Last year in New Zealand, computer science modules were introduced into our senior high school subject called digital technology. It seems that about half of our digital tech teachers have little if any programming experience, and are reluctant take on the new modules. That is until Code Avengers came along!

Code Avengers makes the teachers job easy. The system provides 2 views that give live feedback on students progress. The Summary View makes it easy for teachers to identify individuals that are struggling. The teacher can sort the list both alphabetically and based on progress.

The Progress View gives an overall picture of class progress through the course. It helps the teacher identify topics that the class need to spend extra time on.

What are you waiting for? Help you class become Coding Superheros with Code Avengers!

Monday, May 14, 2012

Code Avengers: High School programming the MARVELous way

Learning to code just got MARVELous @ CodeAvengers.com!

Code Avengers is an interactive online Javascript tutorial that aims to teach Computer Programming to High School students in the most fun and effective way possible. The site has been developed with a game like feel to help keep the attention of teenagers who struggle with finding time for homework but always make time for computer games. Code Avengers lessons include short code challenges, games and quizzes that teach and practice new concepts to ensure that the learner is retaining and understanding the material.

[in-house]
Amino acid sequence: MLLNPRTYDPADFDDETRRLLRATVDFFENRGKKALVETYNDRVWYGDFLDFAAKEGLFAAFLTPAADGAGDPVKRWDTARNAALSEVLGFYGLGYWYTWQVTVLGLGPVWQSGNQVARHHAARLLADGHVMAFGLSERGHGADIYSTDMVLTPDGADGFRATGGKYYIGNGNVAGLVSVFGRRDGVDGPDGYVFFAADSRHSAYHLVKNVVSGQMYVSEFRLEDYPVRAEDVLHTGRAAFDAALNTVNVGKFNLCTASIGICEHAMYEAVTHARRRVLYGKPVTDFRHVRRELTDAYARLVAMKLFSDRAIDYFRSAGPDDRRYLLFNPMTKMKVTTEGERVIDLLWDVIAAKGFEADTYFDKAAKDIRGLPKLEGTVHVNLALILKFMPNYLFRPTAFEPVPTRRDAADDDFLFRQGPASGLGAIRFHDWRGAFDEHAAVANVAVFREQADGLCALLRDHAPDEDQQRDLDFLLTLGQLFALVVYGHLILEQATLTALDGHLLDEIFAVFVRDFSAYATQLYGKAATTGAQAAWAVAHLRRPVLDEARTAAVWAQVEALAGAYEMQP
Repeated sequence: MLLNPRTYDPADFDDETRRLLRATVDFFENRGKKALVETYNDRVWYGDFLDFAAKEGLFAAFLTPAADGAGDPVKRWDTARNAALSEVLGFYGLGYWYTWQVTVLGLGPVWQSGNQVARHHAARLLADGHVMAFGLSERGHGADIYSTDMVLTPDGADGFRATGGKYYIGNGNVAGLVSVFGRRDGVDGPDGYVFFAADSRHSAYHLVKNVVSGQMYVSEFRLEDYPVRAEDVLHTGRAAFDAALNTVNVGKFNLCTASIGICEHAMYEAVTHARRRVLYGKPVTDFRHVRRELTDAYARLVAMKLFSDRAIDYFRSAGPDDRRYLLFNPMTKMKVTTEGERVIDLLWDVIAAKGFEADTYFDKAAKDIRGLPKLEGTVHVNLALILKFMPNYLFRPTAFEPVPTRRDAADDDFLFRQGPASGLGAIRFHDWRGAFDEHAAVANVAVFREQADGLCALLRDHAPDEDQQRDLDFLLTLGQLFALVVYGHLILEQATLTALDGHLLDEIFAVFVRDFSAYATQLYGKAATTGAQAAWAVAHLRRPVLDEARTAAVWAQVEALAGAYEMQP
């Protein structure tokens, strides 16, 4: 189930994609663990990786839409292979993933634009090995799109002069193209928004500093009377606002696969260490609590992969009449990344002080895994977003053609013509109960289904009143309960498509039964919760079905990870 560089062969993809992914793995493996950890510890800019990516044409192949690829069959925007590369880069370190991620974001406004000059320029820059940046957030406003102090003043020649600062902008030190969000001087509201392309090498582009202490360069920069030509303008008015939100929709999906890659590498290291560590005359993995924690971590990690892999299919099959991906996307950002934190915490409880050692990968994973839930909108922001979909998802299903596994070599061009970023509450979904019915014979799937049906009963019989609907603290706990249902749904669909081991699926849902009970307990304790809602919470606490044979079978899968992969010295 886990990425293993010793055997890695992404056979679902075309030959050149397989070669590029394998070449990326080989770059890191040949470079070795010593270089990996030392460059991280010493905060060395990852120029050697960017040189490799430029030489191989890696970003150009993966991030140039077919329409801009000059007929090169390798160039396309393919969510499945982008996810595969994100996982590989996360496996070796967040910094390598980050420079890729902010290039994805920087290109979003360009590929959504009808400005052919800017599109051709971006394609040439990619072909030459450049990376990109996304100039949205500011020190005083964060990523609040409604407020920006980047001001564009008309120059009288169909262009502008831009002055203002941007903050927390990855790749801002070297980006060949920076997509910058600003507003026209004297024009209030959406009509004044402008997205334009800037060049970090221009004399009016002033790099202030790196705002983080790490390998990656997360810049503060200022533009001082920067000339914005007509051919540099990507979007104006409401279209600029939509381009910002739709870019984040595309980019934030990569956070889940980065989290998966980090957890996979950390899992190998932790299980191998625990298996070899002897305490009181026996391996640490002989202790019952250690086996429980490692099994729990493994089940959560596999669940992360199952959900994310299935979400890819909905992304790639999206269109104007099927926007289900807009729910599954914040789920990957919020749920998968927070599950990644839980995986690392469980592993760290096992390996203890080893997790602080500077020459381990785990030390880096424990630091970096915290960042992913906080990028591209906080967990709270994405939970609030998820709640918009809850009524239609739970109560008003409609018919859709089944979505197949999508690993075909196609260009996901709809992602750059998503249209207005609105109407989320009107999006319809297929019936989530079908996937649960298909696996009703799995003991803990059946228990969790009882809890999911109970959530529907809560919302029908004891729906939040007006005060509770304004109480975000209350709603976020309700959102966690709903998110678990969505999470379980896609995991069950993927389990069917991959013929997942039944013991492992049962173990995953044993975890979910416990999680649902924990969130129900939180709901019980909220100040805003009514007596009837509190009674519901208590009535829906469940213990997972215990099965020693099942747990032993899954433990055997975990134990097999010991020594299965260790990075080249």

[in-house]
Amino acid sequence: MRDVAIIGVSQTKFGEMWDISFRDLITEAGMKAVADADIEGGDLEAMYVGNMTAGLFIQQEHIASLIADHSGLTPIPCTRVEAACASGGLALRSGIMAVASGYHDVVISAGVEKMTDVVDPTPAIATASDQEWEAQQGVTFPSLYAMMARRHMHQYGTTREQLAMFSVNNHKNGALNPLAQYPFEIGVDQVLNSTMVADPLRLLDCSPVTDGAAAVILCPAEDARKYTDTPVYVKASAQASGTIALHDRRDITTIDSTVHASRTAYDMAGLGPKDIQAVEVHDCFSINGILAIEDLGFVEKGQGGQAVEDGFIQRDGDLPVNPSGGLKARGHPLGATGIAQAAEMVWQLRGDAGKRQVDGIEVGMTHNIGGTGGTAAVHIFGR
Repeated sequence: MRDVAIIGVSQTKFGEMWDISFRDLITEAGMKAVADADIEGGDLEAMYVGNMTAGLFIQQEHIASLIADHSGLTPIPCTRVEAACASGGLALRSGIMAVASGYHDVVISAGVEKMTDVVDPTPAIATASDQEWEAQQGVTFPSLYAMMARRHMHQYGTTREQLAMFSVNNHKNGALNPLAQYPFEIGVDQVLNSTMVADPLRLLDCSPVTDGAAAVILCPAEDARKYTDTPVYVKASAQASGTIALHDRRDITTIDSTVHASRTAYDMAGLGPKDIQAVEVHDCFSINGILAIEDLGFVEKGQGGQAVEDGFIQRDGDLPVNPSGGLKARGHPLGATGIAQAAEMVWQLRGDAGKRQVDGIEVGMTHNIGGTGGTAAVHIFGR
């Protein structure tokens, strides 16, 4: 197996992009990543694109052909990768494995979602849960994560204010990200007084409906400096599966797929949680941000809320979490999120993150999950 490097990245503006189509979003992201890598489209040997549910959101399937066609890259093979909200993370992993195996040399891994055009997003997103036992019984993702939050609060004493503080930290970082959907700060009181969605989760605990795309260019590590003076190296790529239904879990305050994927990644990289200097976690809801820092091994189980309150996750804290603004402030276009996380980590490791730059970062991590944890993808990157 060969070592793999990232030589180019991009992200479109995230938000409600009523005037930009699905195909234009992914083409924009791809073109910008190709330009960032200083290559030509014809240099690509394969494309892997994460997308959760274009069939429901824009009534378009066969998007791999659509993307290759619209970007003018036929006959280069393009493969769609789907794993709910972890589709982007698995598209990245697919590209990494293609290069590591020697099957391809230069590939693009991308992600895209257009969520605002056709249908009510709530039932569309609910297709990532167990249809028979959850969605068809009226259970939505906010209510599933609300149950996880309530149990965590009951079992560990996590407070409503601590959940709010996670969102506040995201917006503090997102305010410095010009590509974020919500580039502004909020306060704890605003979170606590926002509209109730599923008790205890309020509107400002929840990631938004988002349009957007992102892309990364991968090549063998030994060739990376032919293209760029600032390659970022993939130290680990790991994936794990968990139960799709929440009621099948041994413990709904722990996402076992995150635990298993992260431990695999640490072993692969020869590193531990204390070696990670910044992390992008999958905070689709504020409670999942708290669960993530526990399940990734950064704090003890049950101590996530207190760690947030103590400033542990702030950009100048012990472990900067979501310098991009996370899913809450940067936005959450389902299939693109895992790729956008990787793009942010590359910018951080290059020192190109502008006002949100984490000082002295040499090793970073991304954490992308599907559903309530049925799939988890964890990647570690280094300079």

Code Avengers was created as a side project by New Zealand PhD student Michael Walmsley. His goal is to create effective learning resource with a gamified environment that makes learning fun and addictive--initially for web development but later for other subjects like math and finance.

Since going live on the 1st of April there has already been interest from over a dozen High Schools who are keen to use this as a resource in their classroom. Some initial feedback from teachers who have used the site personally are below:

Mark: “Love the site and the idea behind it. I would love to set my school up with this”

Malcolm: “This is EXACTLY the type of resource that should be made available to us!”

Jennifer: “I had a brief look at the site and it looks great. I enjoyed doing the first few tasks and will forward the site onto my Y12 Information Technology students as we are currently doing web design and some of them want / need to use javascript in their pages. Thanks for your hard work on this project and for making it so freely available”.

Julie: “Thank you so much Mike for developing these resources, this will be excellent for our students”.